with Deryn Thorpe
Many Australian plants put on their most spectacular flowering in late winter – so now is the perfect time to visit nurseries to see which beauties take your fancy.
You will find spectacular varieties ranging from ground covers to small trees but check that plants suit your soil type and conditions before making the final selection.
One of the easiest ways to get plants that grow well is to choose those that are indigenous to your area. Plants that originated in your region have adapted to suit local conditions and are more likely to thrive.
These plants will also provide the most suitable food and habitat for local native wildlife so choose a range of groundcovers, shrubs and trees to provide seed and nectar for a range of insects, small mammals and birds.
All the plants listed below are suitable for Melbourne and its surrounds and the southern states of Australia. They are all drought tolerant once established but will need watering during extended dry periods. They will cope with temperatures from -1°C up to the low 40's°C for short periods once established.
One bullet proof shrub for all soil types is the olive leaf Grevillea (Grevillea olivacea) which has small spider-like flowers in red, yellow or apricot in late winter and spring. It grows from 2m-3m tall and wide and makes a fantastic hedge, screening plant or windbreak for difficult sites. It needs watering during late winter-spring for good flowering and must have slow release low phosphorus fertilizer.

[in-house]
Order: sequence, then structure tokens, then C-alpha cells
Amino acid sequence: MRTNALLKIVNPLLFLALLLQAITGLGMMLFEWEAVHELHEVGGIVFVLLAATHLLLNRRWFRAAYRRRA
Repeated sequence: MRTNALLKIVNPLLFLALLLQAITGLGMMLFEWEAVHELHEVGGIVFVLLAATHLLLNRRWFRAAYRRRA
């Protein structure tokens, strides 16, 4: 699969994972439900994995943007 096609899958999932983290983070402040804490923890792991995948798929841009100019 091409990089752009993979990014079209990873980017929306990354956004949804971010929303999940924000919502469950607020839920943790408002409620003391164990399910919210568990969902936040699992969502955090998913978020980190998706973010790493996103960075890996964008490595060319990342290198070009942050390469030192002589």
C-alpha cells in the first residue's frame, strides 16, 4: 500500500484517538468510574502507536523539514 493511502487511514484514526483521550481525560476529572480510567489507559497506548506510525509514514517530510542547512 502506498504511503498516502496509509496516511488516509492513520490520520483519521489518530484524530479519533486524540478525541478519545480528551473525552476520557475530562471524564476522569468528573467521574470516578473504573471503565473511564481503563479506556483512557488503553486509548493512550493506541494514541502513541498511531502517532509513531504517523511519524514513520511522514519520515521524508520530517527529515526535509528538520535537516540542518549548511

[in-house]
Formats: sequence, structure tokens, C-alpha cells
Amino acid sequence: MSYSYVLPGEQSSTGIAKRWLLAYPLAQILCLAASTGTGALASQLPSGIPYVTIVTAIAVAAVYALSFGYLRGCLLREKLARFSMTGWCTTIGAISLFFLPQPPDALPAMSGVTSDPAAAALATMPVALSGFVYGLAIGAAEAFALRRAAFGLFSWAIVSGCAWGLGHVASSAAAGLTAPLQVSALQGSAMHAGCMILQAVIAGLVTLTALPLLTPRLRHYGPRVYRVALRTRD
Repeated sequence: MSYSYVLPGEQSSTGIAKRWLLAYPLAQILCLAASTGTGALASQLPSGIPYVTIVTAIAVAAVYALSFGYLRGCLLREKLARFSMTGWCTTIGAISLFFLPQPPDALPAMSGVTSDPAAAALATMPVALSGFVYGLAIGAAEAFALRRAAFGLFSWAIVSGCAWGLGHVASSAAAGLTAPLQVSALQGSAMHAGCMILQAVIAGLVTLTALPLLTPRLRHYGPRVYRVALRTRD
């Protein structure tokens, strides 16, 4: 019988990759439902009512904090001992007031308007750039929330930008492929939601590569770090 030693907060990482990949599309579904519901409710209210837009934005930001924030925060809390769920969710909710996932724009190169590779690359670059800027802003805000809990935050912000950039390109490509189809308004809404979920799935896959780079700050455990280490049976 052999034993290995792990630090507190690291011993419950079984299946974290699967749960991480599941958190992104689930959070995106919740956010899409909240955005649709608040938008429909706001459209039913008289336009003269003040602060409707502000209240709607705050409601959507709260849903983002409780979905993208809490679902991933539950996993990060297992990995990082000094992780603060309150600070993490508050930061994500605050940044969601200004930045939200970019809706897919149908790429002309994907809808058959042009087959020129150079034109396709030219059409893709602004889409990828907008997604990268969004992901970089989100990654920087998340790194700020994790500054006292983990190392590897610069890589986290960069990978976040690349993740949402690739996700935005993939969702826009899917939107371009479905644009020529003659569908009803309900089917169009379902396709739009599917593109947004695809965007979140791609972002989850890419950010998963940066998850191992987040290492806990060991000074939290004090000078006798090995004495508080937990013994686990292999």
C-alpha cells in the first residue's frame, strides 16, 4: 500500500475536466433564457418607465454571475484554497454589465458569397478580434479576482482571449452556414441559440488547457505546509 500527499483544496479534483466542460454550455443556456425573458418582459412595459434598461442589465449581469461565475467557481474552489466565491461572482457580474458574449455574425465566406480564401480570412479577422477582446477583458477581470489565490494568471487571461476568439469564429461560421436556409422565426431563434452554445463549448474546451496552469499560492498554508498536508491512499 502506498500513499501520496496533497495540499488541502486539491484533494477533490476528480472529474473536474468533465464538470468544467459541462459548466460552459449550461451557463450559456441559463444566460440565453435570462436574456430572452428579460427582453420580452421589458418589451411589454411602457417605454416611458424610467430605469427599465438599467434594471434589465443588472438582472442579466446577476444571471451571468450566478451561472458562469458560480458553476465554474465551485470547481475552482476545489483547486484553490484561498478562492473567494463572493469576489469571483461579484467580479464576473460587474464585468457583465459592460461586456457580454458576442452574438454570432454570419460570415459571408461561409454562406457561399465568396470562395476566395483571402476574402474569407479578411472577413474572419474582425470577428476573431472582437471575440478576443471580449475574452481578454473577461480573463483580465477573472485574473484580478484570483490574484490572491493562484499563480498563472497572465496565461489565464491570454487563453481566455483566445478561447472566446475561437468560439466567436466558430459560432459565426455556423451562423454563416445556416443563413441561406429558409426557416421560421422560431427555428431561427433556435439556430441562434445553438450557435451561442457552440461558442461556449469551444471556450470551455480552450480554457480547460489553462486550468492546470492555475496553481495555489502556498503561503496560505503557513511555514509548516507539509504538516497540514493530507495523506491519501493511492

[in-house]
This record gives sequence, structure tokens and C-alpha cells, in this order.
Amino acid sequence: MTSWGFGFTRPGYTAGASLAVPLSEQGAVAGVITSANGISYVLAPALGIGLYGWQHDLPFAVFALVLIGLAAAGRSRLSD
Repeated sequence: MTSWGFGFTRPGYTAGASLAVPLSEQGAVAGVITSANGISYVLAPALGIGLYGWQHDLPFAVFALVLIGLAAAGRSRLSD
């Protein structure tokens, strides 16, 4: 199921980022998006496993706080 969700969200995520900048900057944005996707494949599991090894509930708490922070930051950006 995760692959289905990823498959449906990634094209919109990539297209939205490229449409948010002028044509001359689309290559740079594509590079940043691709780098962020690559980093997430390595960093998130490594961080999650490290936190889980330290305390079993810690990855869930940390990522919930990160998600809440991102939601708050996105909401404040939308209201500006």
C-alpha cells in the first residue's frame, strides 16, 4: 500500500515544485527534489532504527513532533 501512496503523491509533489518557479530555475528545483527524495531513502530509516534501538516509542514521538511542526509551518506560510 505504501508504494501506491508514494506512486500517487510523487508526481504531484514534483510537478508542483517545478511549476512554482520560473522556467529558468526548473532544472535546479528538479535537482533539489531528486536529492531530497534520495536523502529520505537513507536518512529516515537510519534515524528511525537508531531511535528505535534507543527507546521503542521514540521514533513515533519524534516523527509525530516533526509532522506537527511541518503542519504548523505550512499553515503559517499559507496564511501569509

For a cottage garden look the aniseed Boronia (Boronia crenulata) is a pretty plant that grows to 1m tall and wide and has strongly scented foliage and pretty pink star-like flowers. It is one of the easiest Boronias to grow and suits all soil types but soil must drain freely. Trim regularly throughout the year and provide some afternoon shade.
Native wisteria or Hardenbergia is one of Australia's most beloved flowering climbers. There are many named cultivars including shrub forms and varieties with spectacular pea-like racemes of purple, pink and white flowers.
All plants, including local area natives, benefit from good soil preparation.
Improve heavy clay soils with gypsum and organic matter. Add clay and organic matter to sandy soils. Apply a wetting agent and water it in well.
Mix extra compost or soil improver into the planting hole.
After planting firm soil around the plants with your hands and provide a handful of controlled release fertiliser. Only plants in the proteaceae family (including Grevillea, Banksia and Hakea) need specialised native plant fertiliser.
Apply a thick 7cm layer of free draining mulch like wood chips to conserve moisture and deter weeds.
Keep bark away from the plant stems and water plants in with a seaweed tonic to stimulate root growth.
Most native plants benefit from frequent light trimming to keep them compact.
Heavy pruning is needed by some species and should be done after flowering.